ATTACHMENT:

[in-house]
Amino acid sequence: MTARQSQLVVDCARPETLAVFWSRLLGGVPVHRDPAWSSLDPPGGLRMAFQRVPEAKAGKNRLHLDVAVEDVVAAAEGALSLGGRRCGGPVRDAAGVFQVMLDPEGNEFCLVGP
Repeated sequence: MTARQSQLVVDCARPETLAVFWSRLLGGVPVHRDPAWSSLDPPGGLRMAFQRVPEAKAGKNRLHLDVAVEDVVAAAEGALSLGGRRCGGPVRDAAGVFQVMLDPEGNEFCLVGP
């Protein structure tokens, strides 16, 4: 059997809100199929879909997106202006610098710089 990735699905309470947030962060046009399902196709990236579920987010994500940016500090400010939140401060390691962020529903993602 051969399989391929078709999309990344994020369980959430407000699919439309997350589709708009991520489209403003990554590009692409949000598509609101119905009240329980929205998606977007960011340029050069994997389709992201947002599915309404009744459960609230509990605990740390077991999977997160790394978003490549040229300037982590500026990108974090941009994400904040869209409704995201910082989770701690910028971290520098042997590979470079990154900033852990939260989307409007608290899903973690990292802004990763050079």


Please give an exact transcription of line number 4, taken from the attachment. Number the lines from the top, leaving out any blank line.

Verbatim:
């Protein structure tokens, strides 16, 4: 059997809100199929879909997106202006610098710089 990735699905309470947030962060046009399902196709990236579920987010994500940016500090400010939140401060390691962020529903993602 051969399989391929078709999309990344994020369980959430407000699919439309997350589709708009991520489209403003990554590009692409949000598509609101119905009240329980929205998606977007960011340029050069994997389709992201947002599915309404009744459960609230509990605990740390077991999977997160790394978003490549040229300037982590500026990108974090941009994400904040869209409704995201910082989770701690910028971290520098042997590979470079990154900033852990939260989307409007608290899903973690990292802004990763050079």